Health

Locals prepare for holidays in tiny Alabama town that lost its only grocery store

Tommy Pounders greets his regulars by name, welcoming them out of the rainy December day into the warmth of JJ’s, a tiny diner on U.S. 72. It’s one of two restaurants in the Northwest Alabama town of Cherokee, population 1,000.

The lunch crowd fills nearly every table – guys on break from the chemical and paper manufacturing plants nearby; retired couples eating their usual; the former mayor and his wife chatting with neighbors; a pair of friends dressed head to toe in camouflage.

JJ’s is the kind of place where the waitress doesn’t bring menus to the table because everybody already knows what they want. It’s now owned by Pounders’ wife Janie, though there’s been a restaurant in that location since the highway was built in the 1960s.

Read the full story at AL.com.

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Politics

Gadsden locals discuss Roy Moore’s behavior at mall, restaurants

Gadsden Mall grand opening in 1974. Courtesy of the Gadsden Public Library

Shortly after The Washington Post first reported that Alabama Senate candidate Roy Moore was accused of inappropriate behavior, I spoke with Gadsden residents about their recollections of Moore and his behavior toward teen girls and young women in the 1970s and 80s.

 

Read the full story at AL.com.

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Civil Rights, Justice

Too poor to make bail

Nearly half a million people are in jail across the country who have not been convicted of a crime, but who remain there solely because they lack the money to make bail. They’re presumed innocent, but while in jail they stand to lose their jobs, their homes, even custody of their kids.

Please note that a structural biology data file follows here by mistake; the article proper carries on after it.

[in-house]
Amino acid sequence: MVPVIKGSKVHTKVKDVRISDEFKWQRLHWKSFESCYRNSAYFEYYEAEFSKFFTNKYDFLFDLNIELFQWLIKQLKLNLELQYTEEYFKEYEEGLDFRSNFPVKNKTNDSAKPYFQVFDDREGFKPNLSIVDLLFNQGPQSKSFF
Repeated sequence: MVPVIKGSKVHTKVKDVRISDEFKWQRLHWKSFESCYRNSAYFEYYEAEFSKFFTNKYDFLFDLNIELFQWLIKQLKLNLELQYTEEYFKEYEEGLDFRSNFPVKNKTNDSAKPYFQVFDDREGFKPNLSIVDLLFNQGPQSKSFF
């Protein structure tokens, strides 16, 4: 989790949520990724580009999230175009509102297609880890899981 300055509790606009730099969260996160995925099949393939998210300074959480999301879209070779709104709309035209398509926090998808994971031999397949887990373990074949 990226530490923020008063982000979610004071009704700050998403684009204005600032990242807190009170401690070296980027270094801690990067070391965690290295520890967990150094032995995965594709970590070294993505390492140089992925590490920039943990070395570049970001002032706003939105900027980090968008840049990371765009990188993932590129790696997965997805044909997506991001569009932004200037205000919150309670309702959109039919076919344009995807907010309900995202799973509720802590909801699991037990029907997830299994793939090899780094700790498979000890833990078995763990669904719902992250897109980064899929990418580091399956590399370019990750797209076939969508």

Read more at AL.com as part of Reckon’s “Broken Justice” series.

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Child welfare

A boy’s death + the law that left his daycare unlicensed

On Monday morning, Jasmyn Johnson dropped off her 5-year-old son Kamden at the Community Nursery & Preschool Academy in west Mobile, according to the day care director. He’d been enrolled at the church-run day care for about two weeks.

Later that morning he boarded the day care van driven by Valarie Rena Patterson, 46, for a ride to another day care location run by Community Ministries Inc.

By 3 p.m. Kamden was dead, his body discovered by passersby, laying near the driveway of a home less than 3 miles from his day care.

Read more at AL.com.

I’ve been following the issues surrounding Alabama’s lack of regulation of religious day cares for the past few years. This is the most recent twist in that coverage.

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Read more at AL.com.

Politics, Uncategorized

Last Confederate flag manufacturer sees sales surge after Charlottesville

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Accolades

2017 Story of the Year

Isolation rooms are seen at Solid Rock Ministries on Spring Hill Ave. and Ann Street are pictured in Mobile, Ala. (Sharon Steinmann/ssteinmann@al.com)

This story recently won 2017 Story of the Year from the Alabama Press Association, as well as Best News Feature.

Lucas Greenfield was prepared to scale the razor-wire topped fence surrounding Restoration Youth Academy if it meant his freedom.
While an instructor was busy, Greenfield seized his chance. He was nearly out the door when another student ratted him out. His punishment for the attempted escape was “isolation,” an empty 8×8 room lit by a lone bulb that burned overhead day and night.

Read more on AL.com.

The blog post shortly after it ran.

 

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Child welfare, Health

Black babies die at 3x the rate of white babies in Alabama

An overall improvement in infant mortality rates in Alabama may appear as welcome news, but there are troubling findings within recent state health reports. The gap between infant mortality rates for black and white babies in Alabama is huge – and it’s growing. Black babies in Alabama died at three times the rate of white babies in 2015, the most recent year for which data is available.

Read more

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